Amin finally overreached himself when he ordered the annexation of 1,800 square miles of Tanzanian territory known as the Kagera salient. President Nyerere of Tanzania, already a vocal critic of Amin's government, responded by ordering his troops-joined by various anti-Amin Ugandan militias under the rubric of the Uganda National Liberation Army (UNLA)-to invade Uganda and oust Amin. On April 10, 1979, Amin's government fell. Idi Amin is still alive, living in Saudi Arabia, and has never been called to account for the human rights abuses which took place during his rule.
The Second Obote Government and the "Bush War"
Several short-lived civilian administrations followed the overthrow of the Amin government, culminating in a return to power by Obote in a disputed election in 1980. The sixty-eight-day Lule government, headed by former Makerere University vice chancellor and chairperson of the UNLA's political arm Yusef Lule, soon faltered because of Lule's perceived pro-Buganda slant and tensions between the UNLA's military and political wings.58
The UNLA ousted Yusef Lule and installed Godfrey Binaisa, the attorney general during Obote's first government, as president. Infighting within the UNLA prevented Binaisa from restoring stability in Uganda. In August 1979, Binaisa's government imposed a ban on political parties, believing that with such a ban Uganda would avoid "the politics of religion, sectarianism, rivalry and hatred, and be able to work for and even achieve the politics of consensus"59-an argument similar to the one made by President Museveni today. Pro-Obote forces within the military structures of the UNLA removed Binaisa from power on May 13, 1980,placing Binaisa under house arrest and scheduling an election for December 10, 1980.
The election of December 1980 proved to be a watershed event in Uganda's political history. Four parties-Obote's UPC, the predominantly Catholic Democratic Party (DP), the Uganda Patriotic Movement (UPM) of Yoweri Museveni, and the Buganda-dominated Conservative Party (CP)-took part in the elections. The election results gave the victory to Obote's UPC, and Obote returned to head Uganda for a second time. However, most international observers as well as the DP and UPM accused the pro-Obote military commission of rigging the election. The rigged elections may have stolen victory from the Democratic Party, but Museveni's UPM was only a minor player at the time of the elections and won only a single seat. Museveni himself was narrowly defeated in his Mbarara home district by a DP candidate.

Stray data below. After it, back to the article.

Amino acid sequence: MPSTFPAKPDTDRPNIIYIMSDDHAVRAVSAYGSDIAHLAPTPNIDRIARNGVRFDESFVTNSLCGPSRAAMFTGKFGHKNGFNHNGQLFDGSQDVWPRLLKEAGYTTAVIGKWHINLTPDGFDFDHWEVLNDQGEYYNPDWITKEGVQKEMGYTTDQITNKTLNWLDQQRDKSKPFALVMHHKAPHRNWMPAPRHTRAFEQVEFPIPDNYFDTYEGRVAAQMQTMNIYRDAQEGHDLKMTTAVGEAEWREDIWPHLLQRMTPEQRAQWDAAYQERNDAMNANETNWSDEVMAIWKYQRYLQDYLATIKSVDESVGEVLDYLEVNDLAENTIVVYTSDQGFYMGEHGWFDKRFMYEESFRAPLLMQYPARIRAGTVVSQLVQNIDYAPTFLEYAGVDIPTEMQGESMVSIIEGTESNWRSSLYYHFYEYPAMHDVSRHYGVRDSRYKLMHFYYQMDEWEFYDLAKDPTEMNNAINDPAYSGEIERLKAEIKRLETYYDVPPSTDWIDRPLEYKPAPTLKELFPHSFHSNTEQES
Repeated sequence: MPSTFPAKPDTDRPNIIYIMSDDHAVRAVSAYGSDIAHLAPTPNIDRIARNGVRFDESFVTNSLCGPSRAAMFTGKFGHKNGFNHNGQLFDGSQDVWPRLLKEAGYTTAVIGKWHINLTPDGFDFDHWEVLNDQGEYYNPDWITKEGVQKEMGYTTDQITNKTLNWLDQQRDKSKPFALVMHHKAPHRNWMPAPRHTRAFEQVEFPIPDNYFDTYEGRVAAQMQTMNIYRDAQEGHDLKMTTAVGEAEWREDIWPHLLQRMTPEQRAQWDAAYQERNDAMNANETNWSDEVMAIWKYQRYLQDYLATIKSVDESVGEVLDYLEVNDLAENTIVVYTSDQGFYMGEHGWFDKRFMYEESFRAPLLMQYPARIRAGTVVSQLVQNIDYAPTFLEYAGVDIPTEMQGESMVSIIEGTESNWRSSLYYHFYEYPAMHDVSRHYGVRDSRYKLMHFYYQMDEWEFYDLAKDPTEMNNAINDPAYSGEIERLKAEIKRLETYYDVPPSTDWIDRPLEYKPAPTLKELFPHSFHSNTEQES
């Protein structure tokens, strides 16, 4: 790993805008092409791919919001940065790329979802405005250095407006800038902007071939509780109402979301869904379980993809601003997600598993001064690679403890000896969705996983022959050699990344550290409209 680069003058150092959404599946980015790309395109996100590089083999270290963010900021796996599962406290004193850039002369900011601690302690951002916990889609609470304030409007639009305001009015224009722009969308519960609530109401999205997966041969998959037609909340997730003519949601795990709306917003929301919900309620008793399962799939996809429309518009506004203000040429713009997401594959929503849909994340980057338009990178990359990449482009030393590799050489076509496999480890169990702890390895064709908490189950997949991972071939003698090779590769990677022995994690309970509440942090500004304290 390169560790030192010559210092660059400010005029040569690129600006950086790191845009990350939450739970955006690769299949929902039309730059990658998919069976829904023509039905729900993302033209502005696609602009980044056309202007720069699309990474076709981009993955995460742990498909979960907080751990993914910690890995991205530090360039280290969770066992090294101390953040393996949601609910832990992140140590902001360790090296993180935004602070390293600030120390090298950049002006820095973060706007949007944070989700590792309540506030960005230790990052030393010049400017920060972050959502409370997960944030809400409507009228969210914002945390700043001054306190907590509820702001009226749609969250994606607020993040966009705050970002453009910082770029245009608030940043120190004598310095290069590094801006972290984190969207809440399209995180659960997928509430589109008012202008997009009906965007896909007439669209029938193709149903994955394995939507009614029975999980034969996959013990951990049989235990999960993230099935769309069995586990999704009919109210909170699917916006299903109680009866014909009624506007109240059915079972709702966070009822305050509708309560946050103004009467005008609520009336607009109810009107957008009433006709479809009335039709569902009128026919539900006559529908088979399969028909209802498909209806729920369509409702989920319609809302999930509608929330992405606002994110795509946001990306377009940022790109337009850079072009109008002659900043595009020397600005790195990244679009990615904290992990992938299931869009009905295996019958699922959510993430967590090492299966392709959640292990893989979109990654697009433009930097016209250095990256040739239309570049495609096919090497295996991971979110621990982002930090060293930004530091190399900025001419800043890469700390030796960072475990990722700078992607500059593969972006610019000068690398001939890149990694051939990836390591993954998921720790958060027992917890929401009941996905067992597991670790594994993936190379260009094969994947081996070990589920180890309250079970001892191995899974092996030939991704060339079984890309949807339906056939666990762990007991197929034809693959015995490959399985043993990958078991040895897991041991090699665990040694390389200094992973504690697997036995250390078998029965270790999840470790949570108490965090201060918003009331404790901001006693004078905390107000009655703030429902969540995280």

Museveni has stated that these rigged elections and the corrupt and military-dominated system which returned Obote to power caused him to form the National Resistance Army (NRA) and wage a guerrilla war, with the aim not only of obtaining power but of causing a radical change in Uganda's system of governance. Museveni argued that his call to arms was a legitimate response to undemocratic practices: "Once again, a minority, unpopular clique was imposed on the people of Uganda, leaving them with no option but to take up arms in defense of their democratic rights."60
Museveni perceived his struggle against Obote as more than a struggle for power, describing it as a struggle to free Uganda from the political manipulations of elitist and nonrepresentative political parties and to create a more democratic and representative system of governance. The NRM's ten-point program blamed Uganda's woes on political manipulation, and urged the elimination of all forms of sectarianism (defined loosely as the ethnic, religious, regional and other divisions which according to the NRM have had a negative impact on political life in Uganda).
The period of civil war which followed was characterized by a wanton disregard for human rights by government troops and a massive loss of human lives, especially in the Buganda "Luwero triangle," the area of central Uganda near the capital Kampala:
This period was characterized by military excesses against civilians which are believed to have exceeded the brutality of the Amin era. The worst assaults on civilians took place in an area of Buganda known as the Luwero triangle formed by roads leading north and northwest out of Kampala. By 1984, the U.S. State Department estimated that between 100,000 and 200,000 civilians were slaughtered in the Luwero triangle by the Obote regime, and by 1985, the number was believed to be far higher.61
Despite the repressive measures of the UNLA, the NRA/M continued to make significant progress in its guerrilla campaign against the Obote government. The strong anti-Obote sentiments in Buganda, where the bad memories of Obote's first government remained strong, ensured NRA/M support in the region. Other rebel groups, including the pro-Amin Uganda National Army (UNA) and the west-nile based Uganda National Rescue Front (UNRF), prevented the UNLA from focusing its resources against the NRA/M. In May 1985, interethnic tensions between Acholi and Langi (two neighboring northern ethnic groups) UNLA troops led Brigadier Basilio Okello and General Tito Lutwa Okello (unrelated Acholis) to depose Obote (a Langi) in a coup. Milton Obote currently lives in Zambia, and was never called to account for the human rights abuses committed during his rule.